Friday, March 26, 2010

Mark Noll on Providential History & the American Revolution:

This was taken from a 2001 article at "Christianity Today":

Ordinary vs. providential

But what about God? Asked about the anti-supernaturalism of history, Noll made a distinction between what he called "ordinary" and "providential" history. Ordinary history, he said, limits itself to "evidence and causes and effects that almost everyone can be convinced might have taken place." While ordinary history might look quite secular, Noll sees it as fundamentally Christian in its presuppositions and worldview. He compared it to science. Christian scientists do their work with confidence because they believe that the world will make sense, and that God has made it possible for the human mind to understand the world.

So with the historian. "If I want to study the history of the American Revolution, I'm presupposing that something real took place, that the evidence left corresponds in some way to what really took place, that I'm intelligent enough to understand that evidence, that I'm able to put together a plausible explanation of cause and effect that might get us close to the truth," Noll said. "All those enterprises I see as implicitly dependent on a Christian view of God."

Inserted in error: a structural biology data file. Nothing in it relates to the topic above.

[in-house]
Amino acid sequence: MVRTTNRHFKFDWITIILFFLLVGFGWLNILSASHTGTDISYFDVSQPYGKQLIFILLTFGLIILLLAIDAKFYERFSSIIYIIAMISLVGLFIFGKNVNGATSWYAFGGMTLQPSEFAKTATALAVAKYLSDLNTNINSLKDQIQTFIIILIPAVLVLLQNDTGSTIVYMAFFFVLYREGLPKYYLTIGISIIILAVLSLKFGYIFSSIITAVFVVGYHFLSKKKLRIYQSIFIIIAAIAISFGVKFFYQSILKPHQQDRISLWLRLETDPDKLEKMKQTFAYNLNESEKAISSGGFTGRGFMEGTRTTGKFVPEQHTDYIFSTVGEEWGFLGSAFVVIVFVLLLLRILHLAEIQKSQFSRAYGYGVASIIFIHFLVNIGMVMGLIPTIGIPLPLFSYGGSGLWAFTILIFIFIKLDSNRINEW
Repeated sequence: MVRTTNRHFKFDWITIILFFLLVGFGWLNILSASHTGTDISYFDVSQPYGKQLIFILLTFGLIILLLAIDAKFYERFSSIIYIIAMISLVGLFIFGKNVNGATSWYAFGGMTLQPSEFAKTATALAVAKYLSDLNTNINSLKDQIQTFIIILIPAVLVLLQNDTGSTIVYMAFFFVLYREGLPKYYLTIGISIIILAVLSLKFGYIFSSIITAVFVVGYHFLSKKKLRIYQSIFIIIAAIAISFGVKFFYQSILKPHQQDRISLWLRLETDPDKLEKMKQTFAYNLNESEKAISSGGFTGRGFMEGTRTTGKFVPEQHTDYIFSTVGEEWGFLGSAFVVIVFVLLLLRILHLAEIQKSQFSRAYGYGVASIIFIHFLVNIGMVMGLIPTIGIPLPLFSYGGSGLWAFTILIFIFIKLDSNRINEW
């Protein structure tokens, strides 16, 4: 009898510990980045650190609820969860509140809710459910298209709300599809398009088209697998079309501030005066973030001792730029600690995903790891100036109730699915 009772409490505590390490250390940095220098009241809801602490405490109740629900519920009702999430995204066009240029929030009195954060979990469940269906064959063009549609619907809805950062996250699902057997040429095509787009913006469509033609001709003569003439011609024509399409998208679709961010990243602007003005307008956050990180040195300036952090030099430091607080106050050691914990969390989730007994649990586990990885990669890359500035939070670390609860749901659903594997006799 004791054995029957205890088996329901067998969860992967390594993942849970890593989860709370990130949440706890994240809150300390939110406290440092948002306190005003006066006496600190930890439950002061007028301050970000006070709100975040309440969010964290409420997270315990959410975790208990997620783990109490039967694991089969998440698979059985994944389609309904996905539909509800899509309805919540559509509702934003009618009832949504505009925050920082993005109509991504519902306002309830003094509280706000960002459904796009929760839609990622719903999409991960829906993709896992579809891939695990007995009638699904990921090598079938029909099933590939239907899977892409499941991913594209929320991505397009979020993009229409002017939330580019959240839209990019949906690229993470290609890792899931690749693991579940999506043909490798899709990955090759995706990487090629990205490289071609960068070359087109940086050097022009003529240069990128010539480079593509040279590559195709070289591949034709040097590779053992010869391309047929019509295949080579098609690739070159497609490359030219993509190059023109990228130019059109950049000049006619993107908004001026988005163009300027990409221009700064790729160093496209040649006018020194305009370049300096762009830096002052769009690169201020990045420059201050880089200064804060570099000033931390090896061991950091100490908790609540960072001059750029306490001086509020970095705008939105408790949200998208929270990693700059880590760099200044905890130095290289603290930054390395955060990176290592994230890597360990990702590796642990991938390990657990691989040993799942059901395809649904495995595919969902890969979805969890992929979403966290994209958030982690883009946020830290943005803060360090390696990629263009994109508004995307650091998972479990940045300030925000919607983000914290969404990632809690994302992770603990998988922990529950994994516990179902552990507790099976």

Noll seemed to imply that ordinary history, while it depended on God, would never have much to say about God. For as soon as someone contended that God had acted in a particular way, the subject would be too contentious to hope for general agreement.

I asked, therefore, about what Noll called "providential" history—history that assumed God's goodness to be at work in history and attempted to trace it. Noll resisted such an approach, saying he believed good providential history could be done, but that he has yet to see good examples of it. Providential history only made sense to "people who already shared your very specific religious position. If someone said the Reformation was God's way of bringing about a reform in the church, I knew that person wasn't a Catholic."

Noll's feelings stem partly from his early research in American history, when he studied how Christian ministers justified the Revolutionary War in their preaching. Most often they spoke of the Revolution as, literally, God's work. "When I really got into it, I came to the conclusion that this was hopeless, bogus. If you use Christian standards, it is very hard to say God brought the Revolution." American patriots painted England as the ultimate in godless tyranny, and drew parallels with the biblical escape from Egypt. Such arguments were nonsense, Noll says.

Noll warns that providential history must be driven by the best possible theology, which focuses on the Cross. "Very strange reversals take place in the Christian story focused on the Cross. The Christ is crucified. Good appears to fail. The monuments of historical goodness—Roman order, Jewish morality—conspire to do unspeakable evil. Good things come out of hopeless situations. Things that are not supposed to happen—the resurrection of the dead—happen, and happen at the center of the universe. If you think Christian theology has a lot of built-in reversals in it, then interpreting events becomes more complicated and not less."

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